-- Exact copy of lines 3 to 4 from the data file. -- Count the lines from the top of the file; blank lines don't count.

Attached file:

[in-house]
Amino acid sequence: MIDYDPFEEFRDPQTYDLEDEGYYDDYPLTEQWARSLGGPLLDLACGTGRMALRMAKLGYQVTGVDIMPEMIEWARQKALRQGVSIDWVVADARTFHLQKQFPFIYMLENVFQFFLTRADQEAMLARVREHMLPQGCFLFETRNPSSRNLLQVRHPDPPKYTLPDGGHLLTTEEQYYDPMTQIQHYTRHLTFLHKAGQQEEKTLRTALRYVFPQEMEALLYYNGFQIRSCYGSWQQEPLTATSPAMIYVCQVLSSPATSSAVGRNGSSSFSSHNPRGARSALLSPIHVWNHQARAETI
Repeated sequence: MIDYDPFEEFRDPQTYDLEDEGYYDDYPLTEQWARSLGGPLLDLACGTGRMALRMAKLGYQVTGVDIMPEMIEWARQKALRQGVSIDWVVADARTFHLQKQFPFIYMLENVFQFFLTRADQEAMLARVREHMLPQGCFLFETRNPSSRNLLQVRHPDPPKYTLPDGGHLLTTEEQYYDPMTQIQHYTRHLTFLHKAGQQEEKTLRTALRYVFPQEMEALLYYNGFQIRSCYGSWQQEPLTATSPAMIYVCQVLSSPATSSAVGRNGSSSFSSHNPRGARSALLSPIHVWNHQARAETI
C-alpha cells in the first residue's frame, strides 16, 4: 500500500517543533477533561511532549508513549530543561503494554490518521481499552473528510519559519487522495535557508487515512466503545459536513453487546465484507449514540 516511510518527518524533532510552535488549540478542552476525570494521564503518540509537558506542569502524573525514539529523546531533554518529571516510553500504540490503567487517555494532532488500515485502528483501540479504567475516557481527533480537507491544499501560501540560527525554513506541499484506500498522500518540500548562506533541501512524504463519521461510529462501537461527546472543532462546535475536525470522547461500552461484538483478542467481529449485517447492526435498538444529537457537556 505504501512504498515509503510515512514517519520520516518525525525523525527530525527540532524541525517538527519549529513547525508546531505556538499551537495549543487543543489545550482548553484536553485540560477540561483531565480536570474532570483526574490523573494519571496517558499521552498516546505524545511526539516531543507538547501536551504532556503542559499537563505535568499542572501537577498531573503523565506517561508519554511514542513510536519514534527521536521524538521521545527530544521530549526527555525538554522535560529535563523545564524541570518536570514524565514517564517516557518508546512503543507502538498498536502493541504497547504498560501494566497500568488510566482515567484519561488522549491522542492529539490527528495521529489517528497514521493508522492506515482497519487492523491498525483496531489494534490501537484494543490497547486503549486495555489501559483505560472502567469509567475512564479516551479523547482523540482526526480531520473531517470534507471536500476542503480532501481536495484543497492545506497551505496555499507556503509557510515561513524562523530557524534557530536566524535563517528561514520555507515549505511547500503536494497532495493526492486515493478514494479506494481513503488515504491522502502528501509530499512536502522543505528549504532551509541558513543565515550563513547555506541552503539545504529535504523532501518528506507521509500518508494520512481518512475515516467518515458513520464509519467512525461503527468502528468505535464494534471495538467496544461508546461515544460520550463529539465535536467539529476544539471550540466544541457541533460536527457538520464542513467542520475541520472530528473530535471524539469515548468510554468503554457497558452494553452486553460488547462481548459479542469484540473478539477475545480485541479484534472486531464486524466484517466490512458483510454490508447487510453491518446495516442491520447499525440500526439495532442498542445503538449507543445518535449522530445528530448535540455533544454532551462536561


Repeated sequence: MIDYDPFEEFRDPQTYDLEDEGYYDDYPLTEQWARSLGGPLLDLACGTGRMALRMAKLGYQVTGVDIMPEMIEWARQKALRQGVSIDWVVADARTFHLQKQFPFIYMLENVFQFFLTRADQEAMLARVREHMLPQGCFLFETRNPSSRNLLQVRHPDPPKYTLPDGGHLLTTEEQYYDPMTQIQHYTRHLTFLHKAGQQEEKTLRTALRYVFPQEMEALLYYNGFQIRSCYGSWQQEPLTATSPAMIYVCQVLSSPATSSAVGRNGSSSFSSHNPRGARSALLSPIHVWNHQARAETI
C-alpha cells in the first residue's frame, strides 16, 4: 500500500517543533477533561511532549508513549530543561503494554490518521481499552473528510519559519487522495535557508487515512466503545459536513453487546465484507449514540 516511510518527518524533532510552535488549540478542552476525570494521564503518540509537558506542569502524573525514539529523546531533554518529571516510553500504540490503567487517555494532532488500515485502528483501540479504567475516557481527533480537507491544499501560501540560527525554513506541499484506500498522500518540500548562506533541501512524504463519521461510529462501537461527546472543532462546535475536525470522547461500552461484538483478542467481529449485517447492526435498538444529537457537556 505504501512504498515509503510515512514517519520520516518525525525523525527530525527540532524541525517538527519549529513547525508546531505556538499551537495549543487543543489545550482548553484536553485540560477540561483531565480536570474532570483526574490523573494519571496517558499521552498516546505524545511526539516531543507538547501536551504532556503542559499537563505535568499542572501537577498531573503523565506517561508519554511514542513510536519514534527521536521524538521521545527530544521530549526527555525538554522535560529535563523545564524541570518536570514524565514517564517516557518508546512503543507502538498498536502493541504497547504498560501494566497500568488510566482515567484519561488522549491522542492529539490527528495521529489517528497514521493508522492506515482497519487492523491498525483496531489494534490501537484494543490497547486503549486495555489501559483505560472502567469509567475512564479516551479523547482523540482526526480531520473531517470534507471536500476542503480532501481536495484543497492545506497551505496555499507556503509557510515561513524562523530557524534557530536566524535563517528561514520555507515549505511547500503536494497532495493526492486515493478514494479506494481513503488515504491522502502528501509530499512536502522543505528549504532551509541558513543565515550563513547555506541552503539545504529535504523532501518528506507521509500518508494520512481518512475515516467518515458513520464509519467512525461503527468502528468505535464494534471495538467496544461508546461515544460520550463529539465535536467539529476544539471550540466544541457541533460536527457538520464542513467542520475541520472530528473530535471524539469515548468510554468503554457497558452494553452486553460488547462481548459479542469484540473478539477475545480485541479484534472486531464486524466484517466490512458483510454490508447487510453491518446495516442491520447499525440500526439495532442498542445503538449507543445518535449522530445528530448535540455533544454532551462536561